Army Researchers Working to Lower Weight of Emerging Infantry Weapons

By Pappalardo, Joe | National Defense, October 2004 | Go to article overview

Army Researchers Working to Lower Weight of Emerging Infantry Weapons


Pappalardo, Joe, National Defense


Although composite materials often carry enormous potential for weight reduction, Army scientists are finding that redesign and the combined use of various metal alloys are equally important keys to reliable and easily portable weapons.

The new arms being designed at the Army's Soldier Systems Center in Natick, Mass., use blends of conventional metals, newly developed materials and novel approaches to firearm configurations. Testing that once took years to accomplish now takes months, with the help of computer modeling and advanced testing chambers.

"We're not stubby pencils and blueprints any more," said Lt. Col. Matthew T. Clarke, program manager for individual weapons at Natick.

Replacing parts with new materials is not new. Butt stocks for the M-16 and M-4 were replaced with composite carbon after it was determined that soldiers were cracking the rifle's stocks when they dropped to the ground after a dash. But enhancing performance while keeping the same dimensions as old systems is a hard nut to crack. Researchers say the chance of success is increased dramatically when they design from scratch instead of retrofitting existing platforms with lightweight pieces.

"Brass casings are great. They've been around forever for a reason ... But is there anything other than brass? We're looking at that right now," said Richard Audette, deputy project manager of soldier weapons. "All the solutions so far have been thicker."

One project on the front burner is the XM25 25 mm airburst weapon system. The weapon features a single piece of carbon-fiber composite material making up the weapon's stock and frame, with a titanium barrel and a scattering of internal steel components.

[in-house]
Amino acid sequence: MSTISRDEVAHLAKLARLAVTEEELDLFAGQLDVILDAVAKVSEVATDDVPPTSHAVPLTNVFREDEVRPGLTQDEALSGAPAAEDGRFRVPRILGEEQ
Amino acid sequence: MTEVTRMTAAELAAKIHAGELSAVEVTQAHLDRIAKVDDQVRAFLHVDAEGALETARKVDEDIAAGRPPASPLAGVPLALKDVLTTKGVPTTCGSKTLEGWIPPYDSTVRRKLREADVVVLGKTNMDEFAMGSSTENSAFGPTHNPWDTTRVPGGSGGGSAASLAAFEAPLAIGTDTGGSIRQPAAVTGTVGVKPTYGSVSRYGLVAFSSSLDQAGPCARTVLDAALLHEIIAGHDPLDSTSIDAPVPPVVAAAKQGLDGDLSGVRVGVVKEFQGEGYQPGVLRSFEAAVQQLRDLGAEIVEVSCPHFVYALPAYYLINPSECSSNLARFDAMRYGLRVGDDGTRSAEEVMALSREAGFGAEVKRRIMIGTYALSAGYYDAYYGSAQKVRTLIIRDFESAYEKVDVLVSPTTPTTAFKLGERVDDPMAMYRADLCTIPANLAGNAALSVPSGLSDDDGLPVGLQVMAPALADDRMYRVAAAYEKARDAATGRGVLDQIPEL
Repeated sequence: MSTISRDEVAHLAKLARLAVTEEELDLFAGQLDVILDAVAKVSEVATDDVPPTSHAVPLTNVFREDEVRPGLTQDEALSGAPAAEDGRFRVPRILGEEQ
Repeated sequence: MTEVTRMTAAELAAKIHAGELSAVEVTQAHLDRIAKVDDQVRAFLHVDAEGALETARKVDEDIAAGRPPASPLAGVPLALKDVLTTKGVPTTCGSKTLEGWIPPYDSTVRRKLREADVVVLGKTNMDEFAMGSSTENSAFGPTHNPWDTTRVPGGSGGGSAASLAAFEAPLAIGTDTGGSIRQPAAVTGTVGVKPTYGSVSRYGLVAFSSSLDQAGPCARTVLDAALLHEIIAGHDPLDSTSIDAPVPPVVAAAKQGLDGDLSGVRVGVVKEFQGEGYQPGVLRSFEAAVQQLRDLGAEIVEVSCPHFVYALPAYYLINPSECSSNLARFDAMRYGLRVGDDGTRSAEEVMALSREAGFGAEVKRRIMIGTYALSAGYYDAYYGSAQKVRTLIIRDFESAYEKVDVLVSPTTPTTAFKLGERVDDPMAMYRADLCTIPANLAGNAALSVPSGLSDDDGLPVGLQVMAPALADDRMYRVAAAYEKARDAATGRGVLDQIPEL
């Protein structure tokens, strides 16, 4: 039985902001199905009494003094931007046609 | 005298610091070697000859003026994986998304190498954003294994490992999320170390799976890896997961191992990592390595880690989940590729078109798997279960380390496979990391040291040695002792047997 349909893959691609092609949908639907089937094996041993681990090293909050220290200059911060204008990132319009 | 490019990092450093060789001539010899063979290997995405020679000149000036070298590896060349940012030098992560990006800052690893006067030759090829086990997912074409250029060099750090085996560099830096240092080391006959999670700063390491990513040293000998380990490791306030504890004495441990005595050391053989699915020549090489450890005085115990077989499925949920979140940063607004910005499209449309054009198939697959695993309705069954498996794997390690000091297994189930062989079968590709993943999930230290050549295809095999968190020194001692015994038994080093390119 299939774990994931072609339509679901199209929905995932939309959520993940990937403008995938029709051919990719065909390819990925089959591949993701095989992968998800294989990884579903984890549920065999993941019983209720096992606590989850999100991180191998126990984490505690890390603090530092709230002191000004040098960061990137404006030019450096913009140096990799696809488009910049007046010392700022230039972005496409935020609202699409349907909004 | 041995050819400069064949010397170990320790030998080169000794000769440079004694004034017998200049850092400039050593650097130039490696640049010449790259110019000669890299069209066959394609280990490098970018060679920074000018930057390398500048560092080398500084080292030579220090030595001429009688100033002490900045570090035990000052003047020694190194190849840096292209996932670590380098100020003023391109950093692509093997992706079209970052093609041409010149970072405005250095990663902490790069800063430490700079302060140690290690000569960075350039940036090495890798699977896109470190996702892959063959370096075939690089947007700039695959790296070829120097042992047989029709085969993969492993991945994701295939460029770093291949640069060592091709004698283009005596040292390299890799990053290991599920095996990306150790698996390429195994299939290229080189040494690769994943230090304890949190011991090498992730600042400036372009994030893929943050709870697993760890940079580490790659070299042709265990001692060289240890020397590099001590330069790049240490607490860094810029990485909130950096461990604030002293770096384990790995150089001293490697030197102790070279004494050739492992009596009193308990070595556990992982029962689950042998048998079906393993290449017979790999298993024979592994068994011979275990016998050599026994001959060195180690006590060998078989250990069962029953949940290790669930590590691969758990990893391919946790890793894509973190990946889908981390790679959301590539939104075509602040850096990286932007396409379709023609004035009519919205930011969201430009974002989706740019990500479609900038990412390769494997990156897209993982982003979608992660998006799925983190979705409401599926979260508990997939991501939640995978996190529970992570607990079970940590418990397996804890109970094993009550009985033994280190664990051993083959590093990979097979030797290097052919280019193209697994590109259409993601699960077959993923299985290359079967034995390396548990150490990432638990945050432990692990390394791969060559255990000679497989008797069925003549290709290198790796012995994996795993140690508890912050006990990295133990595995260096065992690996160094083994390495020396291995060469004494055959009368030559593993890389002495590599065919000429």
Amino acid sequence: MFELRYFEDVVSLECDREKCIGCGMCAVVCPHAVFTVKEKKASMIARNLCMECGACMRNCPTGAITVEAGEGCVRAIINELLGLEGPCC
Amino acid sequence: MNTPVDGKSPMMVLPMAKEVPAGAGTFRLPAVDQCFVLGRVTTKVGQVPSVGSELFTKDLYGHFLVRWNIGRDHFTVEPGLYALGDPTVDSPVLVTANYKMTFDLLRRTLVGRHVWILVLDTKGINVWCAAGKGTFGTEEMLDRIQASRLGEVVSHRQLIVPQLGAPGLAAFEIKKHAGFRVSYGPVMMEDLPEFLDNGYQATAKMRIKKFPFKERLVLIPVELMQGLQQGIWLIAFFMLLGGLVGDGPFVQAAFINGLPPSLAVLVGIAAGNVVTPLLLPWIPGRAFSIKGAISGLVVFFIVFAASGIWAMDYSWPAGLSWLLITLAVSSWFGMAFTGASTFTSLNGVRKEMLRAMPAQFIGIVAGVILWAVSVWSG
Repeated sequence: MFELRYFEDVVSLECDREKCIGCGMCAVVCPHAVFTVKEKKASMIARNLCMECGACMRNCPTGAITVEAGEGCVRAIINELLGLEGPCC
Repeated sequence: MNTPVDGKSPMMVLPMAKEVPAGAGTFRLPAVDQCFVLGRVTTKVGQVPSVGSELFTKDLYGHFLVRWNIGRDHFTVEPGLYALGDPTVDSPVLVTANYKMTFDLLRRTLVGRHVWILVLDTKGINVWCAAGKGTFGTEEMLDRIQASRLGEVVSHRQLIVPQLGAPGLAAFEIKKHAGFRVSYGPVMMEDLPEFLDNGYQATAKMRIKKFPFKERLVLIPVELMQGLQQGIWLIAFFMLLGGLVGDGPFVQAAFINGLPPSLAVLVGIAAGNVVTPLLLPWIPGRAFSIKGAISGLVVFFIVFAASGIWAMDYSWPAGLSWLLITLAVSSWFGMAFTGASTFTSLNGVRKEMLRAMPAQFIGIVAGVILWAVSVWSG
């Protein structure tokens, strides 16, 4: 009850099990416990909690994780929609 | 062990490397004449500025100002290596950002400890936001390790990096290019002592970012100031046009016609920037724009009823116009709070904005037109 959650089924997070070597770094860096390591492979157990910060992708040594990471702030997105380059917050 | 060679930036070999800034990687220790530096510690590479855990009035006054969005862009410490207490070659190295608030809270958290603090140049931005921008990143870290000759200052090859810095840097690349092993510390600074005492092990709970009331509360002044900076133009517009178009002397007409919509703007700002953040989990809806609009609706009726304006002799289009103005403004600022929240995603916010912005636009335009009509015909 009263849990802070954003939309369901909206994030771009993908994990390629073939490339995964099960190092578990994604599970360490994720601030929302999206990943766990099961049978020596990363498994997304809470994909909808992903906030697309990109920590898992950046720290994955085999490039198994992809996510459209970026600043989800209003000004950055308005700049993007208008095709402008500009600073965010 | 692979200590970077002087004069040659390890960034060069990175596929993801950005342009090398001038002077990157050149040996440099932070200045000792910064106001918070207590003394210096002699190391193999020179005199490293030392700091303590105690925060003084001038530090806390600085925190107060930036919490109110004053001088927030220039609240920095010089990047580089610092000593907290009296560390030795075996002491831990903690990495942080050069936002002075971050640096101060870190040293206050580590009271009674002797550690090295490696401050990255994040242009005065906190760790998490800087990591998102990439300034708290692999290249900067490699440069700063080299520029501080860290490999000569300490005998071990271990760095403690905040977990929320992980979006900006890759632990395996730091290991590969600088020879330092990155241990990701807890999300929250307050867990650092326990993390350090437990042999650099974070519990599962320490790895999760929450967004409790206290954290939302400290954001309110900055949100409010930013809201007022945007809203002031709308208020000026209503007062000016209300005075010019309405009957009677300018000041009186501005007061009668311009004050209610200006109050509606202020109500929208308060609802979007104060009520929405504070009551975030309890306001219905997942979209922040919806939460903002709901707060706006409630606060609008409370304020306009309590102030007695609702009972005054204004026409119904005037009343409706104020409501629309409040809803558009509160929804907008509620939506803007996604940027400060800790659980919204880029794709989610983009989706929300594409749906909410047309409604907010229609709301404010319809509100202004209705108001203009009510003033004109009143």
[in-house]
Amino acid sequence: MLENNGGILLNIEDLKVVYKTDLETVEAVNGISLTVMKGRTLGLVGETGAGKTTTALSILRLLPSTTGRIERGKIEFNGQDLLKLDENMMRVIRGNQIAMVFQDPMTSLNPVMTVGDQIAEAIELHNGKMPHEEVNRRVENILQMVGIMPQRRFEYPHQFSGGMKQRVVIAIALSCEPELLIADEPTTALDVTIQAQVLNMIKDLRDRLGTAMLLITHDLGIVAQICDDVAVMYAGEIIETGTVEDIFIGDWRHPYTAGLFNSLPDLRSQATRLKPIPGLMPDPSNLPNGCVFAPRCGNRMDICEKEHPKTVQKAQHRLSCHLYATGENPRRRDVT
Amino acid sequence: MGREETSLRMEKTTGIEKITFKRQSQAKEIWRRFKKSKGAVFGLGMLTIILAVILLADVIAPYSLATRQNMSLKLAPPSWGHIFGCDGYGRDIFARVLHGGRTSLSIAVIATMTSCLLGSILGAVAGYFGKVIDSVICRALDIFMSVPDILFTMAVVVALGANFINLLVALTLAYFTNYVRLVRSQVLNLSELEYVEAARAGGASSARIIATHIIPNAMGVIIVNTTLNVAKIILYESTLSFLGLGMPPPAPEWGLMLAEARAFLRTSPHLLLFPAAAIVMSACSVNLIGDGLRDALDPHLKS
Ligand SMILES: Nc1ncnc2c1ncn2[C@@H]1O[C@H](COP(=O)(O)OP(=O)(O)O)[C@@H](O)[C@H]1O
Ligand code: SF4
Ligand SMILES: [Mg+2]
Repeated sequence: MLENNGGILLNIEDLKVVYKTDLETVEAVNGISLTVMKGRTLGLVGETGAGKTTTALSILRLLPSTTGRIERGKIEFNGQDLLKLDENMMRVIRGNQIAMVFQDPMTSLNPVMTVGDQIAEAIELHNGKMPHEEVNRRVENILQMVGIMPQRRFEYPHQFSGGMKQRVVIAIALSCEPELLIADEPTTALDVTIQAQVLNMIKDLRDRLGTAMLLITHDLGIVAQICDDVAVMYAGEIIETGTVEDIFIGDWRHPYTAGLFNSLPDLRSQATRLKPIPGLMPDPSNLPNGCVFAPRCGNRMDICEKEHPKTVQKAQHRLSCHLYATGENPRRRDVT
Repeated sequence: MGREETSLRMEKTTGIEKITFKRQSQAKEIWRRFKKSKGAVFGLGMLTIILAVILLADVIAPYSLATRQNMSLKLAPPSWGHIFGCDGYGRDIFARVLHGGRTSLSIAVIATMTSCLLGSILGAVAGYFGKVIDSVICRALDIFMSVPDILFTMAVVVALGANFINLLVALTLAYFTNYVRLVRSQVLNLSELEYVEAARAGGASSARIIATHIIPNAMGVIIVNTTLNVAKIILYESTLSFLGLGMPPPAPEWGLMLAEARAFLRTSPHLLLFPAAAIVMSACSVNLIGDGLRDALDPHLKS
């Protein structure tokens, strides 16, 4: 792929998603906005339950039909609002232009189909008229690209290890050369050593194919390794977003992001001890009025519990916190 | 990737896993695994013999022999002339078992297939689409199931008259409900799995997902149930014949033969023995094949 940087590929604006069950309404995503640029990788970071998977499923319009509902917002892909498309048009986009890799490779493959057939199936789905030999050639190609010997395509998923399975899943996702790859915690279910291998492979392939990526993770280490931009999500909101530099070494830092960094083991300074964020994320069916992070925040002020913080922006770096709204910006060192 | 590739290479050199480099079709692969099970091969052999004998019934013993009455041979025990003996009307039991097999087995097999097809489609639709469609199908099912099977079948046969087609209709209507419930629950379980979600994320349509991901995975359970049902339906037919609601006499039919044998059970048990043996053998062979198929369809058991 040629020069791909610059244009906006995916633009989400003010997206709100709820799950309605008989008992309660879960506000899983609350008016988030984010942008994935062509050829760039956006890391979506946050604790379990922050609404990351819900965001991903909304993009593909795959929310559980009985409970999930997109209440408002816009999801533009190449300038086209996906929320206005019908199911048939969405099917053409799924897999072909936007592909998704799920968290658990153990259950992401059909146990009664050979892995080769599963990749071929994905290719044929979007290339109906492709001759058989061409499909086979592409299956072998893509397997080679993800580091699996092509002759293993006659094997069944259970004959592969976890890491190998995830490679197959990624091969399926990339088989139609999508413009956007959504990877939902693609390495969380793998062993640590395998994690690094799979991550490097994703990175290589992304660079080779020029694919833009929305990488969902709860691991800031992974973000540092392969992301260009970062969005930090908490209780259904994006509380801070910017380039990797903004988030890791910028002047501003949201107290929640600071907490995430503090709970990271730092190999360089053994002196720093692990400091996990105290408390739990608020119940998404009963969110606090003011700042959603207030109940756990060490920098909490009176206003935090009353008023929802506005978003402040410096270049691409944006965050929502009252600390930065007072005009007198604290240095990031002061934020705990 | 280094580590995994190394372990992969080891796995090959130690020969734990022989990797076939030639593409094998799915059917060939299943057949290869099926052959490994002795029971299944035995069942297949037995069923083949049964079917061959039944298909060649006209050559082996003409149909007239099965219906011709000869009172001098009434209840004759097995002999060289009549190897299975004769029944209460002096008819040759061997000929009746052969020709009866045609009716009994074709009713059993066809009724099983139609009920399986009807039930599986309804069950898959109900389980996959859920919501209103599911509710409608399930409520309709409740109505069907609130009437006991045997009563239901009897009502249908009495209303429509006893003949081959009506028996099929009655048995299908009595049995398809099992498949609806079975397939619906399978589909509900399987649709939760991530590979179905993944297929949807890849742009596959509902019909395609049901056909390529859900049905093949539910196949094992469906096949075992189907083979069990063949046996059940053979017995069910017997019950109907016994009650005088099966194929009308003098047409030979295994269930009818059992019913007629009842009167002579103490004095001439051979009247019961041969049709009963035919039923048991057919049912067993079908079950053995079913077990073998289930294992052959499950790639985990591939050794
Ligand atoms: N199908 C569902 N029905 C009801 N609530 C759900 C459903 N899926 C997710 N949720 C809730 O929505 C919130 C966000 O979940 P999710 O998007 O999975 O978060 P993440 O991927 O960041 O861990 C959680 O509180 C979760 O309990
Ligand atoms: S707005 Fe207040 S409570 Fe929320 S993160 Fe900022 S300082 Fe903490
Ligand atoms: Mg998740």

"We think we've gotten the mixes correct," Clarke said. "This represents a significant leap ahead for lethality,"

The XM25 uses a variety of specially crafted munitions, including non-lethal and high-explosive variants, featuring steel warheads and aluminum casings. A shooter lases a target with a range finder as the weapon's internal ballistics processor speaks to the smart round, informing it of environmental conditions. If the shooter wanted the round to explode after entering a room through a window, for example, distance can be manually added to the fuse's timer. The system weighs less than 12 pounds.

The XM25 program enters the demonstration and development phase next summer, Clarke said.

Another new weapon using a radical design to complement composite materials is the XM312, a .50 caliber machine gun with a sliding barrel design that decreases the recoil energies. The barrel and other subsystems are pushed forward by a spring when the weapon is fired, the moving parts reducing recoil significantly. When fired, the barrel appears to move in and out like a sewing machine needle. The system is made from a carefully selected mix of stamped aluminum, composite carbon fibers and steel for internal mechanisms.

The system weighs 29 pounds, plus a 13-pound carbon composite ground mount. The XM312 can be converted to a 25 mm weapon by using a five-part kit. That system, XM307, can fire the same selection of rounds as the XM25 airburst system.

"We design to get as much commonality as we can," Clarke noted. Sometimes composites bring other advantages, such as a lack of corrosion, overall strength and resistance to weather. …

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